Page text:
Friday, November 9, 2018

Love Canon: “Cover Story: A Journey Through Music’s Greatest Decade” (2018) CD Review

My friends and I grew up in the 1980s. Some of those friends maintain to this day that it was the best decade – for films, for music, for fun. I disagree about the films. The 1970s are far and away the best decade for movies, no question. As for music, there was a lot of great stuff in the 1980s, and a lot of shit. Love Canon has picked some of the better music from the decade for the new album, Cover Story: A Journey Through Music’s Greatest Decade. Though, the decade in question isn’t exactly the 1980s (more on that in a bit). Love Canon is made up of Jesse Harper on guitar and vocals, Adam Larrabee on banjo and vocals, Darrell Muller on bass and vocals, Andy Thacker on mandolin and vocals, and Jay Starling on resonator guitar and vocals. And, yes, the first time I glanced at the CD, I misread the band’s name as Love Cannon, like some enormous erection euphemism. But it’s Love Canon, like the principles of love, or like the sum of someone’s work in the field of romance and kindness, which is much better. Several special guests (including Mark Erelli and Jerry Douglas) join the band on various tracks.

I got into Billy Joel in my childhood, and bought every one of his albums (on cassette). I always dug the instrumental that Love Canon chooses to open the album, “Prelude (Angry Young Man).” It has quite a different feel with these acoustic instruments, but works surprisingly well. This tune came out in 1976, so it seems the decade in question is 1976-1986 (not 1980-1989), which makes sense, as I’ve long maintained that pop music went wrong in 1986. (As a side note, I stopped buying Billy Joel albums when he put out that awful song “We Didn’t Start The Fire.”) Anyway, “Prelude” is an excellent choice to begin this album, and this version is fun. The 1980s saw the release of a lot of fun music, still the best stuff to dance to at clubs. One artist who put out several great songs in that decade is Howard Jones. I saw him in concert (long after the 1980s), and danced my ass off. Love Canon certainly taps into that sense of fun with a wonderful rendition of “Things Can Only Get Better,” while also exploring the song’s serious side, perhaps the bluegrass instruments helping to highlight the song’s positive and comforting message. And I completely love that jam toward the end. This song features Alex Hargreaves on fiddle, and Sam Wilson on backing vocals. “Things Can Only Get Better” is from 1985, as is the song that follows it, Mr. Mister’s “Kyrie” (here titled “Kyrie Eleison”). I was never a big Mr. Mister fan, but I like this version of the song, in part because of two special guests – Jerry Douglas on dobro, and Mike Barnett on fiddle. This version has something of 1970s easygoing vibe.

I saw Paul Simon open for Nelson Mandela in Boston (yeah, an interesting bill that also included Livingston Taylor and Michelle Shocked). It was in 1990, four years after the release of Graceland, but still in that period when Paul Simon was using a lot of strong rhythms. Anyway, “Graceland” is a wonderful song, and Love Canon does an excellent job with it, the vocals having a similar sound to Paul’s original. Aoife O’Donovan joins the band on vocals, and Michael Cleveland provides some excellent stuff on fiddle. The band jams on it at the end, which is great. That’s followed by “Islands In The Stream.” It wasn’t all that cool when I was growing up to like either Kenny Rogers or Dolly Parton, but I loved them both, and totally enjoyed “Islands In The Stream,” no matter how cheesy it might have been. The song was written by The Bee Gees, which would have made it even less cool in the eyes of my peers had they known. Love Canon embraces the cheesy aspect of it, sure, but also stresses the joy and cheer of it. Lauren Balthrop joins them on vocals, and does an excellent job. Plus, there is a horn section. So there.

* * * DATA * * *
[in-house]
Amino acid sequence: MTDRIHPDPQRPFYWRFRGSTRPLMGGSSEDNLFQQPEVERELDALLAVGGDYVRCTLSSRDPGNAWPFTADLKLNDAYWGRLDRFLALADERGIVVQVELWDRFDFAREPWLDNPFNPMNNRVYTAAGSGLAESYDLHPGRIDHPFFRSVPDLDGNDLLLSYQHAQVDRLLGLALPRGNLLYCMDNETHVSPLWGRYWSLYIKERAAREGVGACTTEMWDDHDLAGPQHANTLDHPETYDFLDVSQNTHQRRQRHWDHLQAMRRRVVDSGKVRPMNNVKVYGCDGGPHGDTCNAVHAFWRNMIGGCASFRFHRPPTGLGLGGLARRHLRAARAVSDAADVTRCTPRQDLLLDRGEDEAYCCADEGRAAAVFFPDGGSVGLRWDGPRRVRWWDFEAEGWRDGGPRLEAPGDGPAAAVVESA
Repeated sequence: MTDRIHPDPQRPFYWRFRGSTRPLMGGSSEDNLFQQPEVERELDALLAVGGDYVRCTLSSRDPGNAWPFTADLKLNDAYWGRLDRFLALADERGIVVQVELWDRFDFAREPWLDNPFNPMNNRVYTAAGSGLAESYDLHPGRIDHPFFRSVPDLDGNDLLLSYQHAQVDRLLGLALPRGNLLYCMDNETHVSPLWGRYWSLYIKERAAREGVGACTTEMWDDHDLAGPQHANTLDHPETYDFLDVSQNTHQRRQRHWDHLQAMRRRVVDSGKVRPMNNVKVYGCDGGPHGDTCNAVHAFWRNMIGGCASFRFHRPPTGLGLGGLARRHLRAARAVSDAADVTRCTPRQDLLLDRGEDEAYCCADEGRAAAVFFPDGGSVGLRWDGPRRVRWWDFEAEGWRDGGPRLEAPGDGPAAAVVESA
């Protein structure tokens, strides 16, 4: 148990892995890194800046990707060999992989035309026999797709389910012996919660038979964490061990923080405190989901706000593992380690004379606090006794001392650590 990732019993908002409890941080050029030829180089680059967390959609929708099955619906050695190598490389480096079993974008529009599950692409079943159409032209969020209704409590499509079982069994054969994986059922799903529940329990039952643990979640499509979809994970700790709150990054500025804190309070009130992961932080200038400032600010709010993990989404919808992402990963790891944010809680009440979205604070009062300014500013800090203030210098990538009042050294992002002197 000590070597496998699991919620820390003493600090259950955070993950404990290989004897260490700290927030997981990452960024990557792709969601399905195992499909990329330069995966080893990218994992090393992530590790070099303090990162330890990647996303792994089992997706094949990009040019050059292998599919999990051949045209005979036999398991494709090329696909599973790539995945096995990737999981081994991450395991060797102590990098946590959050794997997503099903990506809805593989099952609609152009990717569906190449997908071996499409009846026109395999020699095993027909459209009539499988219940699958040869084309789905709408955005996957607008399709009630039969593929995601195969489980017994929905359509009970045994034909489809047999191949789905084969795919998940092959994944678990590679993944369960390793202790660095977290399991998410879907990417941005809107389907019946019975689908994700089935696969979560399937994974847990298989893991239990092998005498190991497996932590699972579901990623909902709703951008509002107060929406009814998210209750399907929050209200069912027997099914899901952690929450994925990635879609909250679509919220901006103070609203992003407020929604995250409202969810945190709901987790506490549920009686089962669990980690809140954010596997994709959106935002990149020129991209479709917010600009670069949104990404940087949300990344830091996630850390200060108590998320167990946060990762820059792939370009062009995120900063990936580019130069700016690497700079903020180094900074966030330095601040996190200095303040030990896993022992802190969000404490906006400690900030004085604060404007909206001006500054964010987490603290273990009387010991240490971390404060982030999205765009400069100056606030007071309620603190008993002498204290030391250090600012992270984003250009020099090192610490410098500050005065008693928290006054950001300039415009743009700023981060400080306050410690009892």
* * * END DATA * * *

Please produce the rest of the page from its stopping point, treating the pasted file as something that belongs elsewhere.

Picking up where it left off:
Okay, this decade that they’re speaking of seems to be longer than most, because they also do Depeche Mode’s “Enjoy The Silence,” which was released in 1990. This is an interesting choice, and it features more good work by Alex Hargreaves on fiddle. Colin Killalea joins the group on guitar and backing vocals. Then Mark Erelli joins them on lead vocals on “Solsbury Hill,” which was released in 1977 and is probably still my favorite Peter Gabriel song. Something about it still manages to bring tears to my eyes sometimes, but also makes me feel good. Love Canon presents it here as part of a medley with an original song, “Icecaps Of Pentatonia” (stretching the decade even more), an instrumental number. Then getting back to the 1980s, Love Canon delivers a cool rendition of Squeeze’s “Tempted,” featuring Erik Krasno on vocals and electric guitar, Daniel Clarke on piano, and Alex Hargreaves on fiddle. The disc concludes with an excellent version of REM’s “Driver 8,” which features Keller Williams on lead vocals. I remember this song getting a lot of airplay when it came out, that it was the song that turned a lot of folks onto REM (those who somehow missed “Radio Free Europe” a couple of years earlier). It was a song that seemed to herald a change in music. I love what Love Canon does with it, particularly that opening section. Mike Barnett plays fiddle on this track.

CD Track List
  1. Prelude (Angry Young Man)
  2. Things Can Only Get Better
  3. Kyrie Eleison
  4. Graceland
  5. Islands In The Stream
  6. Enjoy The Silence
  7. Solsbury Hill/Icecaps Of Pentatonia
  8. Tempted
  9. Driver 8 
Cover Story: A Journey Through Music’s Greatest Decade was released on July 13, 2018.

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